SECRECY NEWS
from the FAS Project on Government Secrecy
Volume 2007, Issue No. 55
May 25, 2007

Secrecy News Blog: http://www.fas.org/blog/secrecy/

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ANONYMOUS SENATOR BLOCKS FOIA REFORM BILL

An unidentified Republican Senator placed a secret hold on the Open Government Act, a bipartisan bill to strengthen the Freedom of Information Act, thereby preventing the Senate from acting on the bill this week.

"Regrettably, an anonymous Republican hold is stalling this important Freedom of Information Act legislation, needlessly delaying long-overdue reforms to strengthen FOIA and to protect the public's right to know," said Sen. Patrick Leahy (D-VT), a co-sponsor of the bill along with Sen. John Cornyn (R-TX).

"It is both unfortunate and ironic that this bipartisan bill, which promotes sunshine and openness in our government, is being hindered by a secret and anonymous hold. This is a good government bill that Democrats and Republicans alike, can and should work together to enact," Sen. Leahy said in a May 24 floor statement.

"I hope that the Senator placing the secret hold on this bill will come forward, so that we can resolve any legitimate concerns, and the full Senate can promptly act on this legislation," he said.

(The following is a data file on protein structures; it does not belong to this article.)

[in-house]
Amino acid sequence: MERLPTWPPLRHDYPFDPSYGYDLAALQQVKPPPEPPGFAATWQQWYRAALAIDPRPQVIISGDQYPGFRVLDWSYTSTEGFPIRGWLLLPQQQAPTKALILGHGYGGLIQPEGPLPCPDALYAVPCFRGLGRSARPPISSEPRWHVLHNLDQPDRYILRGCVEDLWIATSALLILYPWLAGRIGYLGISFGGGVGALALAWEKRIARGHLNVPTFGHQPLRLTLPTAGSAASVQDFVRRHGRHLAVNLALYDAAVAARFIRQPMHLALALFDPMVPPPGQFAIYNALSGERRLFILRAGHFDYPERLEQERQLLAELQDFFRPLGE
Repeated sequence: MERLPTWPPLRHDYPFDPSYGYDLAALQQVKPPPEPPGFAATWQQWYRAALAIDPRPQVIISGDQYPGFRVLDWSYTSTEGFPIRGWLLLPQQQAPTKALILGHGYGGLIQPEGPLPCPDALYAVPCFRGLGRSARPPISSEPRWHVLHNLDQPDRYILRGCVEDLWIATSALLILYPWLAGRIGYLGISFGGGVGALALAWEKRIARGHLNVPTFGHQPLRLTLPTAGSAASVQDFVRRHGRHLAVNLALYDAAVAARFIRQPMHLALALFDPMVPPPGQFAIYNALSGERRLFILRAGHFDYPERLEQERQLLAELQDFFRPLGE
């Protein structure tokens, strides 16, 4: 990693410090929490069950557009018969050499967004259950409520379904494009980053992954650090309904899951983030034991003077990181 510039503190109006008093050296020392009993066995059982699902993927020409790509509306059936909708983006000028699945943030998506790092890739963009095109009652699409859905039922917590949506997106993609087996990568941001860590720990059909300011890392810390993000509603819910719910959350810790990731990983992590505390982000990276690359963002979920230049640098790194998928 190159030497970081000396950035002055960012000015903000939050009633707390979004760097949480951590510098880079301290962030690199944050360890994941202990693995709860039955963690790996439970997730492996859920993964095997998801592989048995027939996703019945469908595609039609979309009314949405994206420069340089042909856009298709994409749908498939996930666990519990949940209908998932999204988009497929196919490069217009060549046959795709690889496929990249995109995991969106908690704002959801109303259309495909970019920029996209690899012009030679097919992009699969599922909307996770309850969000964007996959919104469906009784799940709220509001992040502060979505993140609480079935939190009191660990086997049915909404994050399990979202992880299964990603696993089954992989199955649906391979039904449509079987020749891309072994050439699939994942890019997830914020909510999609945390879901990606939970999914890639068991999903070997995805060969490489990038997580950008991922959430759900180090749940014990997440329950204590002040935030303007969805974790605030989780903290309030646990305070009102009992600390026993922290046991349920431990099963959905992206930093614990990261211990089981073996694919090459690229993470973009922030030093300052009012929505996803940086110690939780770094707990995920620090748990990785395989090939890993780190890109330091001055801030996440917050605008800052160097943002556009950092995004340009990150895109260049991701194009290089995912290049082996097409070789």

DOD ISSUES POLICY ON CONDUCT AT RAVEN ROCK MOUNTAIN

The Department of Defense has issued a new statement of security policy for the Raven Rock Mountain Complex, also known as Site R, which is one of the U.S. government's emergency command centers and relocation sites.

Although it is located in Pennsylvania, not Virginia, Raven Rock was legally designated in 2003 as part of the Pentagon Reservation, and the new policy reflects that change.

Among other things, the policy dictates that "it shall be unlawful to make any photograph, sketch, picture, drawing, map or graphical representation of the ... Raven Rock Mountain Complex without first obtaining the necessary permission."

The policy was published in the Federal Register on May 25.


CRS ON TERRORIST PRECURSOR CRIMES

The role of domestic criminal activity in generating financial and operational support for terrorism is considered in a new report from the Congressional Research Service.

So-called "terrorist precursor crimes" may include various types of fraud, counterfeiting, narcotics trade, and illegal weapons procurement.

"This report provides an overview of the types of terrorist precursor crimes known, and/or alleged, to have been employed by individuals and/or groups in the United States. The report highlights issues related to the breadth of this activity in the United States, as well as the opportunities for intelligence collection and law enforcement-related countermeasures."

But it is not immediately clear that "terrorist precursor crime" is a useful analytical construct since only "a very small percentage of individuals engaged in such activity" are likely to have any "nexus to terrorism."

A copy of the new CRS report was obtained by Secrecy News.

See "Terrorist Precursor Crimes: Issues and Options for Congress," May 24, 2007:

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Secrecy News is written by Steven Aftergood and published by the Federation of American Scientists.

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